Christine’s Story

During high school, Christine wanted to fit in, so she began smoking at age 16. She became addicted and continued smoking for 28 years.

In 2007, at age 44, Christine’s life would change forever. She quit smoking when a biopsy of a growth inside her cheek revealed oral cancer. After 35 radiation treatments and chemotherapy, she seemed to be cured. But the cancer returned in 2008; this time surgery was her only option. Her third bout with oral cancer in 2009 was even more serious. She learned it had spread to her jawbone, classifying it as stage IV. Doctors had to remove half of her jaw.

Christine’s Videos


Christine, age 55, lives in Pennsylvania and began smoking at age 16. At age 44, she was diagnosed with oral cancer, which eventually required doctors to remove half of her jaw. In these commercials and videos, Christine tells her story.

Christine’s Quit Smoking for Those Who Love You
After years of smoking cigarettes, Christine lost her teeth and half her jaw to oral cancer. In this video, Christine talks about the toll tobacco use can take, not only on the person who uses it, but also on their family and friends.
Christine’s Head of Household
When Christine lost her teeth and jaw to oral cancer after years of smoking cigarettes, her teenage children had to step up and take on adult responsibilities. In this video, Christine speaks about how her tobacco addiction robbed her kids of their childhood.
Christine: Oral Cancer Effects
Christine began smoking in high school to fit in. She became addicted and continued to smoke for many years. At 44, she was diagnosed with oral cancer. She lost her teeth due to radiation treatments, and had to have half of her jaw removed after the cancer came back twice. In this commercial, Christine talks about how oral cancer treatments and reconstructive surgery have affected her appearance.
Christine: Smoker
Christine started smoking in high school to fit in, but she never thought she smoked enough to be a “real smoker.” She was diagnosed with oral cancer at 44, and lost her teeth and half of her jaw due to cancer. Christine says if you think this could never happen to you, think again: “If you smoke, you’re a smoker.”
Christine: I Have to Quit
Christine started smoking in high school to fit in, and continued to smoke for many years. She was diagnosed with oral cancer in her early 40s. She lost her teeth and had half of her jaw removed. In this video, Christine talks about the moment when she finally realized the effects of smoking—year after year and cigarette after cigarette—and decided to quit.
Christine: Time They’ll Never Get Back
In this video, Christine talks about how her smoking affected her children, particularly her 17-year-old son. While she was going through treatment, she says her son had to become head of the household instead of getting to be a kid.
Christine: Happy Memories
In this video, Christine talks about the things she did before her oral cancer surgery to make sure her children would have a happy life if she died. She wrote letters filled with life lessons, spent quality time with them to create happy memories, and held a big party filled with supportive friends who could be there to help her children in the event of her death.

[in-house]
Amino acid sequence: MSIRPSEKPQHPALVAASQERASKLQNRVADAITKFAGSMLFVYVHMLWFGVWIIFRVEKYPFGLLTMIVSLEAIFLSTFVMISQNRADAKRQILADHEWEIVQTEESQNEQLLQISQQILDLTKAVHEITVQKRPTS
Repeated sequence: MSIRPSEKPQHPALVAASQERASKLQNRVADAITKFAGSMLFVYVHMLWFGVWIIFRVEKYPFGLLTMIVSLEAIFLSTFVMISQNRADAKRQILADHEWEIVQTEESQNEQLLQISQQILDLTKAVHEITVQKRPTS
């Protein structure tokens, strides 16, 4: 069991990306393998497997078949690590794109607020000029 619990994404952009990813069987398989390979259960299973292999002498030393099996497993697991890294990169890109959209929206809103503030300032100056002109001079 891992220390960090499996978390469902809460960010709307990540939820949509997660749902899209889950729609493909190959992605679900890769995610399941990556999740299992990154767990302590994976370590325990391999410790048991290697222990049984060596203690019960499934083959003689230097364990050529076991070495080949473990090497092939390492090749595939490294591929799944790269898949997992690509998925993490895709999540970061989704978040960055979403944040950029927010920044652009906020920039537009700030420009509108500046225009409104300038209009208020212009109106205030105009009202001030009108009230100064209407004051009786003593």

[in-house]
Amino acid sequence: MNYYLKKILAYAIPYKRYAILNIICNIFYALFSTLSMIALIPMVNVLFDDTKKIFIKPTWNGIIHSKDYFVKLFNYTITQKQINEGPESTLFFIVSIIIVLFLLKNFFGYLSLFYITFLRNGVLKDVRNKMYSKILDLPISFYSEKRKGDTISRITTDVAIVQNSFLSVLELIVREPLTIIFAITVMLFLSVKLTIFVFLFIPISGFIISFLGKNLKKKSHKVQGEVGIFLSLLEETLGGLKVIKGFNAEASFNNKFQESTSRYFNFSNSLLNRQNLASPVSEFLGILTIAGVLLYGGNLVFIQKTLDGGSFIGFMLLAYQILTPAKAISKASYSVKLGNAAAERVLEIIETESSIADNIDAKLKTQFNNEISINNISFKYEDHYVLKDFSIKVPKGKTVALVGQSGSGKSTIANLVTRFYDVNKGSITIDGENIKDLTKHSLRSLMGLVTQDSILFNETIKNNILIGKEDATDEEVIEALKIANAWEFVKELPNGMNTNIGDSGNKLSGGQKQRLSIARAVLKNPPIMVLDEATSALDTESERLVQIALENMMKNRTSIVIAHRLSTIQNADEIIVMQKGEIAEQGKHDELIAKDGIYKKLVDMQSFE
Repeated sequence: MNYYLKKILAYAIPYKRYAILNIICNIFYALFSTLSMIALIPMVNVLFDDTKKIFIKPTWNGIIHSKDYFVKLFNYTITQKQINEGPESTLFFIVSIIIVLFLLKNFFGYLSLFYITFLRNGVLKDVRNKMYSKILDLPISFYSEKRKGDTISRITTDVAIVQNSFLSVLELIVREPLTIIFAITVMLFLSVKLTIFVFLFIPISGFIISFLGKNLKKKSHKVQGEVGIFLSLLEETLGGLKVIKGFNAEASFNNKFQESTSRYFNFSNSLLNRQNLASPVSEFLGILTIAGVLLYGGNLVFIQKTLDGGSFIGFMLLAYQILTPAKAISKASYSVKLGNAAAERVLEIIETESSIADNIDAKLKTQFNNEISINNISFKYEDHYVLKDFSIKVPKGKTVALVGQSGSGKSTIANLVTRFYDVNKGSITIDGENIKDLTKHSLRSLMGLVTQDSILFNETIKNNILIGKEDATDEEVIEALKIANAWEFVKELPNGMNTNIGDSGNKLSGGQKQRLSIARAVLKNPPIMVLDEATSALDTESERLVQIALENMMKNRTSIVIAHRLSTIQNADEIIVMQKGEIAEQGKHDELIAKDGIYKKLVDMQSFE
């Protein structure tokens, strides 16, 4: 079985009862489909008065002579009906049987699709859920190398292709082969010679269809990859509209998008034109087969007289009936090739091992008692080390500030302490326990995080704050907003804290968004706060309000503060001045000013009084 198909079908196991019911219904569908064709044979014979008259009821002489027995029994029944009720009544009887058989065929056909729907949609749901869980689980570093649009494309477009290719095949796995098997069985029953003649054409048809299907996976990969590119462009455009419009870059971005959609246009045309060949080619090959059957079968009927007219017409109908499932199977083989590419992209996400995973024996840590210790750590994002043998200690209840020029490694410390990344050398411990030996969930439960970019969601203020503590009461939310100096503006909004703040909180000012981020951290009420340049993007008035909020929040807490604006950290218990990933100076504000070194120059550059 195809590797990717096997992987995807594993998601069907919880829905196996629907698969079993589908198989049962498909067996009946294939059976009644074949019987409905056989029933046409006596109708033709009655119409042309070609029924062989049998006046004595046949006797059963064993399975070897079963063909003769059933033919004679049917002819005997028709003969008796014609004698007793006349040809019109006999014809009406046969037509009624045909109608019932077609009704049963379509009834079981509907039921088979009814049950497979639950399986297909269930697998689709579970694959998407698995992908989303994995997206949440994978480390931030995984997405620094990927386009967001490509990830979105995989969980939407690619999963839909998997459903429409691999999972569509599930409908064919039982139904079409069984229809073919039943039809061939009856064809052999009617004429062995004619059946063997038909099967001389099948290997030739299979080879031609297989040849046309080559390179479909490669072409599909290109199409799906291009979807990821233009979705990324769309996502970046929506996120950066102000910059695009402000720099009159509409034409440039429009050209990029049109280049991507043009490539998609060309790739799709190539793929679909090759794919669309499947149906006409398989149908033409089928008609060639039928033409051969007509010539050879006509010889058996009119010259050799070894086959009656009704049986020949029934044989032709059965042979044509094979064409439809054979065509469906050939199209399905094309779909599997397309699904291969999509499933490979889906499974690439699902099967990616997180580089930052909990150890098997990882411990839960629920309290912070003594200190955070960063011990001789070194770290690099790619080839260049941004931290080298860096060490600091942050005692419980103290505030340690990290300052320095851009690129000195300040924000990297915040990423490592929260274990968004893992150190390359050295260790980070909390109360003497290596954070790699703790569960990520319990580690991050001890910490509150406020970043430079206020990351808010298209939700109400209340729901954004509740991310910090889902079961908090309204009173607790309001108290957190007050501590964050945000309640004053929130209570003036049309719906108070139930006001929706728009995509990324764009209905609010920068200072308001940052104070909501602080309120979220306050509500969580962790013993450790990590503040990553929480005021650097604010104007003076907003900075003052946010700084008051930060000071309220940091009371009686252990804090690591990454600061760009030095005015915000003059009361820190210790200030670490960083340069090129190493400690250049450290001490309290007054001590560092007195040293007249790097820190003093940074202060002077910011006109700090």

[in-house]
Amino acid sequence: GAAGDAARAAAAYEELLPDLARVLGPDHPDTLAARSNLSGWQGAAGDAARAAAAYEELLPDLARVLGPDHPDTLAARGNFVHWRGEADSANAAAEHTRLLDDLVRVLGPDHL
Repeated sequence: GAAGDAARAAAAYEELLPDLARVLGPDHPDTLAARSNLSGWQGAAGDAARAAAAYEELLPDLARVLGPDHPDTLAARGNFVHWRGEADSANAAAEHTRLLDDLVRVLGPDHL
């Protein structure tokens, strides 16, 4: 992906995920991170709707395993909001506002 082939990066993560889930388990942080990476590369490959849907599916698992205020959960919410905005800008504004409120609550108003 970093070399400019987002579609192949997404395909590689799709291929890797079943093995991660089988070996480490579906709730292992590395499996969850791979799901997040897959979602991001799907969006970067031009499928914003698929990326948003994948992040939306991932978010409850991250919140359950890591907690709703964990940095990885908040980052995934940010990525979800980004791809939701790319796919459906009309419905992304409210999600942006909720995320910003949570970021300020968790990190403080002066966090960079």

Persons with disabilities experiencing problems accessing these videos should contact CDC-INFO at CDC-INFO email form: https://www.cdc.gov/info, 800-232-4636 or the TTY number at (888) 232-6348 and ask for a 508 Accommodation PR#9342. If emailing please type “508 Accommodation PR#9342” without quotes in the subject line of the email. Please include the URL of the site in the Subject line of your email request that you would like to access.

View more Tips videos sorted by name, disease and specific groups

View the Tips YouTube video playlist

Christine’s Biography


During high school, smoking was what all the “cool” kids were doing (or so Christine thought), and she wanted to fit in, so she began smoking at age 16. She became addicted and continued smoking for 28 years.

Christine

In 2007, at age 44, her life would change forever. After spotting a growth inside her cheek, which she thought was a canker sore, Christine went to see her family doctor. Her doctor sent her to an oral surgeon, who did a biopsy of the sore, and it revealed oral cancer. That’s when she quit smoking for good.

After 35 radiation treatments and chemotherapy, Christine seemed to be cured. But the cancer returned in 2008; this time surgery was her only option. Her third bout with oral cancer in 2009 was even more serious. She learned it had spread to her jawbone, classifying it as stage IV.

The numerous radiation treatments had already cost Christine her teeth and had extensively damaged her mouth. During a 10-hour surgery, the doctors had to remove half of her jaw. “I’m missing a quarter of my face. People stare at me all the time,” she says. That doesn’t stop Christine from being in the public eye and serving as a role model for quitting smoking or never starting.

At age 55, Christine spends her time offering support for the Oral Cancer Foundation, where she’s a board administrator and volunteer patient advocate. She also gives speeches about oral cancer and the dangers of smoking. “Tobacco is not cool, not cool at all! It almost cost me my life,” says Christine. “Even though the surgery and cancer treatments were hard, I’m thankful for them. They gave me the chance to keep living and keep building happy memories with my children.”

Through the Tips From Former Smokers® campaign, Christine hopes kids will learn that there are so many other things to spend their time and money on.

More About Christine


Additional Resources


More Related Stories


More Real Stories about cancer: